There is so much which could be said about this passage but my favorite part is that the Israelites did nothing unless the Lord went before them. This reminds me of Jesus in John 5: 19 where he was quoted as saying, “Truly, truly, I say to you, the Son can do nothing of Himself, unless it is something He sees the Father doing; for whatever the Father does, these things the Son also does in like manner.” Do you see the correlation between today’s verse and Jesus’ admission in John? No one is moving until God moves, then they follow His lead. One would speculate that this is the model our lives are to follow.

Another thing which screams out from this passage is that God rested on the tabernacle day and night. Wow! To get the revelation of that you have to acknowledge what the New Testament tabernacle is. In case you don’t know, it is you! There is nothing, other than your belief, which is preventing you from the glory of God resting on you day and night. Honestly, this is what the new dispensation is about. The glory of the Lord has come and it makes its abode with you.

This passage’s meaning, or inspiration, is pretty simple; follow God, let Him lead you, wait for Him to move before you pack up your tent. If you will make it a point to watch and wait for His spirit to lead you, you will abide in the glory of the Lord. How great is that?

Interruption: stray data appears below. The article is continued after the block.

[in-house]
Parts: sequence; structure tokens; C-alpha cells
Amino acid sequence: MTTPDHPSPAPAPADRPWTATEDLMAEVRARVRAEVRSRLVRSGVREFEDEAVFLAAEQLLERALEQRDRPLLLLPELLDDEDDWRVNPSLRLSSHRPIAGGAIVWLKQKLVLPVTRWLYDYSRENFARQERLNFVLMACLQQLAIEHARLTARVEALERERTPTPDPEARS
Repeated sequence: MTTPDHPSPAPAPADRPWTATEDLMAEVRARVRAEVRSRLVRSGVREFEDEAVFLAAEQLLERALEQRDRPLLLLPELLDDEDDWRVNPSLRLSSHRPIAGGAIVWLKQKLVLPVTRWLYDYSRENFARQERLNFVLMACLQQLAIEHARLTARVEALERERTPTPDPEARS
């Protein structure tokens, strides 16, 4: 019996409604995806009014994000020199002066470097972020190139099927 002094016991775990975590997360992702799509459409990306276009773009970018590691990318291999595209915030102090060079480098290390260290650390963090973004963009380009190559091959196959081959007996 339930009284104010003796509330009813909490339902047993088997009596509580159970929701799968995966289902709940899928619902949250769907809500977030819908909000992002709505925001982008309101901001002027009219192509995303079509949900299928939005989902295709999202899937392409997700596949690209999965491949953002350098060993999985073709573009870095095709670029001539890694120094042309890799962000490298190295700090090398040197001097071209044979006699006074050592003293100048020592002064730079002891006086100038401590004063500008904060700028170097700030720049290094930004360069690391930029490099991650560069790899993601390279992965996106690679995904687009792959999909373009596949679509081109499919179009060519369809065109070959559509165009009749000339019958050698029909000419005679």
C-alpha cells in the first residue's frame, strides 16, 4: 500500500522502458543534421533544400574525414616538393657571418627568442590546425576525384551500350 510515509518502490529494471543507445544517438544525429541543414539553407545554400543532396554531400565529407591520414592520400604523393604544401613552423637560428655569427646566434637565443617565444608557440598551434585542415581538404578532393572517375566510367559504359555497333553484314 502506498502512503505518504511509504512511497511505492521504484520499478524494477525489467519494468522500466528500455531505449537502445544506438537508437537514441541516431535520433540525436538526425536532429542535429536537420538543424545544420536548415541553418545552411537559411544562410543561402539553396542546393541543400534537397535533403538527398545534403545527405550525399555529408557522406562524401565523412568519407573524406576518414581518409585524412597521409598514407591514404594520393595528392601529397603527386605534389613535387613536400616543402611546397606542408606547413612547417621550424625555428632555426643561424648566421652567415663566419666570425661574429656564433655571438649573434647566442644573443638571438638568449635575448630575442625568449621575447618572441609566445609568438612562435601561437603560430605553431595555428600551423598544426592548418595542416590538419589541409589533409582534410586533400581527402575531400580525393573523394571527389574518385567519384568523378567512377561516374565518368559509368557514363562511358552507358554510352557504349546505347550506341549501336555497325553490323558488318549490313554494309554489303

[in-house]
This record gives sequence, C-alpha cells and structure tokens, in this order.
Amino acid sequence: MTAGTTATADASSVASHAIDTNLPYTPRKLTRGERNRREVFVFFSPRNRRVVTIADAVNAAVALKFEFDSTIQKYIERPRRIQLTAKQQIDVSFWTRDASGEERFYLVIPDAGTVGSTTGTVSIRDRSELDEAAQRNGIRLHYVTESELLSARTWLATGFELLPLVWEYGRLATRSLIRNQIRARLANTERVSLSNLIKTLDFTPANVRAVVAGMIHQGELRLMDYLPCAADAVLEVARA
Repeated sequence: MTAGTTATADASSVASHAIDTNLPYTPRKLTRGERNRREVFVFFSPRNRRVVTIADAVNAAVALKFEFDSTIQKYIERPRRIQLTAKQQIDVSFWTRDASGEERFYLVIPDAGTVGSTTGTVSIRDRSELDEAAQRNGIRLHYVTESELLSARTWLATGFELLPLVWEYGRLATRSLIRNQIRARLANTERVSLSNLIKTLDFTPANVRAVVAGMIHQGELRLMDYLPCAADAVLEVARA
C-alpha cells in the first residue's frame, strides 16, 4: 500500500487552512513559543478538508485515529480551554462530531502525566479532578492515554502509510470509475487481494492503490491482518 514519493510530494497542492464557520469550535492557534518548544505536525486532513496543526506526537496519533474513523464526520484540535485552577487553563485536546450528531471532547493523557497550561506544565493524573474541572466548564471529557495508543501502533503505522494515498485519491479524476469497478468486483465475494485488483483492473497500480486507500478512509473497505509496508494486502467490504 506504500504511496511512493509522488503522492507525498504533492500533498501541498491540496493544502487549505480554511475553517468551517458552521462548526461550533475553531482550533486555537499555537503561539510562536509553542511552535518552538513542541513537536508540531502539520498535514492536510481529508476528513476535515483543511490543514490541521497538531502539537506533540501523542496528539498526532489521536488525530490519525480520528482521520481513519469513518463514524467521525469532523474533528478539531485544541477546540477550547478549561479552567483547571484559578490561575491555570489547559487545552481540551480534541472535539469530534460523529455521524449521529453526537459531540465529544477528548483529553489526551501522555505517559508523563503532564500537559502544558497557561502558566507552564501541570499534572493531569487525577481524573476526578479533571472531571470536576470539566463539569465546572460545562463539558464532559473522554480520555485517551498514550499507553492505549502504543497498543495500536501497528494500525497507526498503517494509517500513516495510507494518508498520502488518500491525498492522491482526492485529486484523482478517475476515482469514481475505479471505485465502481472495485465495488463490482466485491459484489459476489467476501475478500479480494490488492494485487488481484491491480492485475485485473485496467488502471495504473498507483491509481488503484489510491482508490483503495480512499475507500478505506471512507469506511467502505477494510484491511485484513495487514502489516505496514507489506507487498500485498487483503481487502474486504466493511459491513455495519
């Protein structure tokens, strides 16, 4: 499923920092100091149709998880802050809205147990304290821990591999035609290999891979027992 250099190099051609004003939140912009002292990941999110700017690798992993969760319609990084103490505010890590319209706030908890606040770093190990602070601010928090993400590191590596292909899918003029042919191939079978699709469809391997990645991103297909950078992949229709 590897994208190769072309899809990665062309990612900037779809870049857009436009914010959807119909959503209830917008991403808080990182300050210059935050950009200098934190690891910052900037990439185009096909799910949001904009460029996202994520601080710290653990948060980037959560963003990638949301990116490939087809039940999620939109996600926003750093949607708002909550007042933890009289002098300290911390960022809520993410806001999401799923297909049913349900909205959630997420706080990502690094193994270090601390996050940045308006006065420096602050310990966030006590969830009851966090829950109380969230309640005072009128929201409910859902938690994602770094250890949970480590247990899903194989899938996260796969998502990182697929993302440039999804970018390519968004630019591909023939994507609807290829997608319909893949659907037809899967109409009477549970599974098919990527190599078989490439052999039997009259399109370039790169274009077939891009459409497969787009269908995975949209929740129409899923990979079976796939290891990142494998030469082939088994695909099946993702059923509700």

Walking

John 5: 30

I can do nothing of my own initiative.

If Jesus could do nothing of his own initiative, what makes me think I can do anything of my own initiative. I am trying to get a big revelation of this verse and what Jesus was conveying to us. In verse 19 of this same chapter Jesus said that he could do nothing of Himself, only what he saw the Father doing. As I pondered these couple of verses the story of Jesus walking on the water came to mind. I am trying to understand what happened as Jesus approached the water.

Jesus earlier sent his disciples on ahead of him in the boat to the other side of the Sea of Galilee. As Jesus prepared to follow them I presume he walked down to the water’s edge. Did he look for a boat for hire or one to borrow and there were none available? What happened next? If Jesus only did the things he saw his father do then he must have had some sort of revelation from God; a vision, a memory, about walking as a viable means of transport across bodies of water. Did He see in his spirit God walking before him on the water and so just launched out following the father? Did God show Jesus an image in his mind’s eye of Jesus walking on the water with God the Father?

I just don’t know but we know that Jesus did nothing of his own initiative. Therefore, God initiated Jesus’ stroll on the sea of Galilea. We also know that Jesus could do only those things which he saw His father do so God had to have, in some way, demonstrated walking on water. I am guessing that God didn’t sit down on the edge of the lake with Jesus and explain the physics of water molecule cohesion to him. He didn’t give him a course on water walking, I don’t believe. No, it seems to me that perhaps Jesus had to receive the concept by faith.